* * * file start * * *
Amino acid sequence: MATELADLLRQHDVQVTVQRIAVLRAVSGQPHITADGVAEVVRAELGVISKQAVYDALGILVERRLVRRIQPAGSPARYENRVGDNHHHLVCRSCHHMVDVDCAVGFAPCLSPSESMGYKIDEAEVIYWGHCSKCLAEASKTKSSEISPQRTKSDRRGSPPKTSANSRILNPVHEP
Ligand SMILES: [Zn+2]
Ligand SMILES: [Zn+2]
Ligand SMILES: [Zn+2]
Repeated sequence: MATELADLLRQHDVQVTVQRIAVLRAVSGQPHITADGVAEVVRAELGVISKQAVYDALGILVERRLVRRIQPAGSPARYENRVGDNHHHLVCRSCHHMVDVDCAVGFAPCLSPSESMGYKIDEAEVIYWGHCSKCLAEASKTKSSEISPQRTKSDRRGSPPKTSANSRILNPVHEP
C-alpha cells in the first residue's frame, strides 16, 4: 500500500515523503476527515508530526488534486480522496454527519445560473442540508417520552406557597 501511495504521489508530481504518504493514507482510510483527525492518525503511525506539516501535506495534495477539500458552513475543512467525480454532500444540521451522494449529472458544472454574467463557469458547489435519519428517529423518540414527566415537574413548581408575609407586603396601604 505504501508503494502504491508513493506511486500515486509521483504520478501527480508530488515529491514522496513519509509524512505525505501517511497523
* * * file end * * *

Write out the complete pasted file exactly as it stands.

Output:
Amino acid sequence: MATELADLLRQHDVQVTVQRIAVLRAVSGQPHITADGVAEVVRAELGVISKQAVYDALGILVERRLVRRIQPAGSPARYENRVGDNHHHLVCRSCHHMVDVDCAVGFAPCLSPSESMGYKIDEAEVIYWGHCSKCLAEASKTKSSEISPQRTKSDRRGSPPKTSANSRILNPVHEP
Ligand SMILES: [Zn+2]
Ligand SMILES: [Zn+2]
Ligand SMILES: [Zn+2]
Repeated sequence: MATELADLLRQHDVQVTVQRIAVLRAVSGQPHITADGVAEVVRAELGVISKQAVYDALGILVERRLVRRIQPAGSPARYENRVGDNHHHLVCRSCHHMVDVDCAVGFAPCLSPSESMGYKIDEAEVIYWGHCSKCLAEASKTKSSEISPQRTKSDRRGSPPKTSANSRILNPVHEP
C-alpha cells in the first residue's frame, strides 16, 4: 500500500515523503476527515508530526488534486480522496454527519445560473442540508417520552406557597 501511495504521489508530481504518504493514507482510510483527525492518525503511525506539516501535506495534495477539500458552513475543512467525480454532500444540521451522494449529472458544472454574467463557469458547489435519519428517529423518540414527566415537574413548581408575609407586603396601604 505504501508503494502504491508513493506511486500515486509521483504520478501527480508530488515529491514522496513519509509524512505525505501517511497523